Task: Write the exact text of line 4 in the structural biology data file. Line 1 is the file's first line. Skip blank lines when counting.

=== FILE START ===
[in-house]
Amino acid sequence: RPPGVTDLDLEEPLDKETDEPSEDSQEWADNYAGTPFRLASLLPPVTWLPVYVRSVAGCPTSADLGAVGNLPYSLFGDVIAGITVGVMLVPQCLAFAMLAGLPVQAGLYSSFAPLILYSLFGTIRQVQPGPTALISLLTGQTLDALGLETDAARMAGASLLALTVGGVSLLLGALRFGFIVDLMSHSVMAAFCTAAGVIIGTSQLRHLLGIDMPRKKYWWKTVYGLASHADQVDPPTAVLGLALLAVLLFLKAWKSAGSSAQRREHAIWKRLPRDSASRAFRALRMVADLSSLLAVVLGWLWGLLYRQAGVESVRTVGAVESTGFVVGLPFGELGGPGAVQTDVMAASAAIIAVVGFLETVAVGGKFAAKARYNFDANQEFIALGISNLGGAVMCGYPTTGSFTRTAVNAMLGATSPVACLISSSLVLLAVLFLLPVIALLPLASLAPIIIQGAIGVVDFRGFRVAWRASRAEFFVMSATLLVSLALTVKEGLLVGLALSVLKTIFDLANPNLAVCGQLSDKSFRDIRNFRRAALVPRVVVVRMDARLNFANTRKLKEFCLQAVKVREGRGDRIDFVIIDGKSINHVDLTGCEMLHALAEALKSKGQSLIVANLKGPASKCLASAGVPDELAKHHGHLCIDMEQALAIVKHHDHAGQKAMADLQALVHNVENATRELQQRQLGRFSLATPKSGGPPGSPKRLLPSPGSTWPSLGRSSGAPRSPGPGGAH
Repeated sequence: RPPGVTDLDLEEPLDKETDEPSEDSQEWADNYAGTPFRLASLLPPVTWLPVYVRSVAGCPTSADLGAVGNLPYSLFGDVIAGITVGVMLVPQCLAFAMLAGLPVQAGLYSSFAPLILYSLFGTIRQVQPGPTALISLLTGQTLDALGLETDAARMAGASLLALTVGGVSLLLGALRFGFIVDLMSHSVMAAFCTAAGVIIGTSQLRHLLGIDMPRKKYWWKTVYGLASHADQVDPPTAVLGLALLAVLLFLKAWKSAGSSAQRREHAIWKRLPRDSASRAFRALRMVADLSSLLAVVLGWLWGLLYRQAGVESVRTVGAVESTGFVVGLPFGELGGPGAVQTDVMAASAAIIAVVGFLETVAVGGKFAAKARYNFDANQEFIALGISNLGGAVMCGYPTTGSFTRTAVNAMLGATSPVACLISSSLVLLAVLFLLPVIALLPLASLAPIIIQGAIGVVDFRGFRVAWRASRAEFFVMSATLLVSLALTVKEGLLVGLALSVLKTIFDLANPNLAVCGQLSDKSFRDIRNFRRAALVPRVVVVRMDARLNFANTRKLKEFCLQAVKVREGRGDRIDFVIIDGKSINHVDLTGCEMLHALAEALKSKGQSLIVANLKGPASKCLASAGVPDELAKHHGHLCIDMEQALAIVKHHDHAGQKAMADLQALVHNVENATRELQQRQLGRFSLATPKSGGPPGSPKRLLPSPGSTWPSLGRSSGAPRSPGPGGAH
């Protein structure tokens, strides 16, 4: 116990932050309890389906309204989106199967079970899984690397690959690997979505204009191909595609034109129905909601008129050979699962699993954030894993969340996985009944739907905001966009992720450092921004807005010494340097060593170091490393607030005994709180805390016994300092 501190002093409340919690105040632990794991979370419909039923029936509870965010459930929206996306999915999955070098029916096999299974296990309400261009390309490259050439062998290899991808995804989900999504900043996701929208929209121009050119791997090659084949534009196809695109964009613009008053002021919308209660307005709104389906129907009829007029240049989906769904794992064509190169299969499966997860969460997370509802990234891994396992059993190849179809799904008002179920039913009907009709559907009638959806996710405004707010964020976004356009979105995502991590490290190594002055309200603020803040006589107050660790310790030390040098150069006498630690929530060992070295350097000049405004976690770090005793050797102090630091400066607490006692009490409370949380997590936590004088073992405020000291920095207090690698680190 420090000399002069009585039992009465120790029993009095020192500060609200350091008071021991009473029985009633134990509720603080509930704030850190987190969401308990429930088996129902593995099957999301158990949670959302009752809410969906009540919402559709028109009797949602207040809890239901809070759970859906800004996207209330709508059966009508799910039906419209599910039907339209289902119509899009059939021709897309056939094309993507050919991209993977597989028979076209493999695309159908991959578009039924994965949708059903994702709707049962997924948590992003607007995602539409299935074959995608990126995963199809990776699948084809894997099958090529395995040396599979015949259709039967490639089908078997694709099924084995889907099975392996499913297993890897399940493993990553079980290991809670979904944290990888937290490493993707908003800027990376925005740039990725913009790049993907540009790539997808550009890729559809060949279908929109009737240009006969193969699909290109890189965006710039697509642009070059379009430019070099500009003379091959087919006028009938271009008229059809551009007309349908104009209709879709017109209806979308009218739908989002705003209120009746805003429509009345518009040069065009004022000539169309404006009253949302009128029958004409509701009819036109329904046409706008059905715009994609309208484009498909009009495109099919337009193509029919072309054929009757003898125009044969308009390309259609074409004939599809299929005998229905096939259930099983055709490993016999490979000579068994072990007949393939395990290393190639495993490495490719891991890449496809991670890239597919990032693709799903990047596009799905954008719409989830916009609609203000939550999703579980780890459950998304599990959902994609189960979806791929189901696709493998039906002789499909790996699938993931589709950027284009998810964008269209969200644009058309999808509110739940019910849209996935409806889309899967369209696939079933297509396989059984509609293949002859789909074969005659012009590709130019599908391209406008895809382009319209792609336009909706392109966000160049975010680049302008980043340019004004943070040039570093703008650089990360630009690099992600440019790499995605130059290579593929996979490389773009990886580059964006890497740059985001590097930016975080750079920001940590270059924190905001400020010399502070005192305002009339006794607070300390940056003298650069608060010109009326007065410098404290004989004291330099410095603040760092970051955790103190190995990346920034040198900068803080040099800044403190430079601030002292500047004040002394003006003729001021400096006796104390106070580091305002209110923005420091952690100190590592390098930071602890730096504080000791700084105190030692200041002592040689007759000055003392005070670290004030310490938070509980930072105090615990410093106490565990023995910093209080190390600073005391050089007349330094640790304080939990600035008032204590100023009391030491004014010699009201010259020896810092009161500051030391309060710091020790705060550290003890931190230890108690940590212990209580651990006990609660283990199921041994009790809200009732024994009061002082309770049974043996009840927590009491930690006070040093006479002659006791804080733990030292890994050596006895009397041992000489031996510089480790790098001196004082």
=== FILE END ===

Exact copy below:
């Protein structure tokens, strides 16, 4: 116990932050309890389906309204989106199967079970899984690397690959690997979505204009191909595609034109129905909601008129050979699962699993954030894993969340996985009944739907905001966009992720450092921004807005010494340097060593170091490393607030005994709180805390016994300092 501190002093409340919690105040632990794991979370419909039923029936509870965010459930929206996306999915999955070098029916096999299974296990309400261009390309490259050439062998290899991808995804989900999504900043996701929208929209121009050119791997090659084949534009196809695109964009613009008053002021919308209660307005709104389906129907009829007029240049989906769904794992064509190169299969499966997860969460997370509802990234891994396992059993190849179809799904008002179920039913009907009709559907009638959806996710405004707010964020976004356009979105995502991590490290190594002055309200603020803040006589107050660790310790030390040098150069006498630690929530060992070295350097000049405004976690770090005793050797102090630091400066607490006692009490409370949380997590936590004088073992405020000291920095207090690698680190 420090000399002069009585039992009465120790029993009095020192500060609200350091008071021991009473029985009633134990509720603080509930704030850190987190969401308990429930088996129902593995099957999301158990949670959302009752809410969906009540919402559709028109009797949602207040809890239901809070759970859906800004996207209330709508059966009508799910039906419209599910039907339209289902119509899009059939021709897309056939094309993507050919991209993977597989028979076209493999695309159908991959578009039924994965949708059903994702709707049962997924948590992003607007995602539409299935074959995608990126995963199809990776699948084809894997099958090529395995040396599979015949259709039967490639089908078997694709099924084995889907099975392996499913297993890897399940493993990553079980290991809670979904944290990888937290490493993707908003800027990376925005740039990725913009790049993907540009790539997808550009890729559809060949279908929109009737240009006969193969699909290109890189965006710039697509642009070059379009430019070099500009003379091959087919006028009938271009008229059809551009007309349908104009209709879709017109209806979308009218739908989002705003209120009746805003429509009345518009040069065009004022000539169309404006009253949302009128029958004409509701009819036109329904046409706008059905715009994609309208484009498909009009495109099919337009193509029919072309054929009757003898125009044969308009390309259609074409004939599809299929005998229905096939259930099983055709490993016999490979000579068994072990007949393939395990290393190639495993490495490719891991890449496809991670890239597919990032693709799903990047596009799905954008719409989830916009609609203000939550999703579980780890459950998304599990959902994609189960979806791929189901696709493998039906002789499909790996699938993931589709950027284009998810964008269209969200644009058309999808509110739940019910849209996935409806889309899967369209696939079933297509396989059984509609293949002859789909074969005659012009590709130019599908391209406008895809382009319209792609336009909706392109966000160049975010680049302008980043340019004004943070040039570093703008650089990360630009690099992600440019790499995605130059290579593929996979490389773009990886580059964006890497740059985001590097930016975080750079920001940590270059924190905001400020010399502070005192305002009339006794607070300390940056003298650069608060010109009326007065410098404290004989004291330099410095603040760092970051955790103190190995990346920034040198900068803080040099800044403190430079601030002292500047004040002394003006003729001021400096006796104390106070580091305002209110923005420091952690100190590592390098930071602890730096504080000791700084105190030692200041002592040689007759000055003392005070670290004030310490938070509980930072105090615990410093106490565990023995910093209080190390600073005391050089007349330094640790304080939990600035008032204590100023009391030491004014010699009201010259020896810092009161500051030391309060710091020790705060550290003890931190230890108690940590212990209580651990006990609660283990199921041994009790809200009732024994009061002082309770049974043996009840927590009491930690006070040093006479002659006791804080733990030292890994050596006895009397041992000489031996510089480790790098001196004082």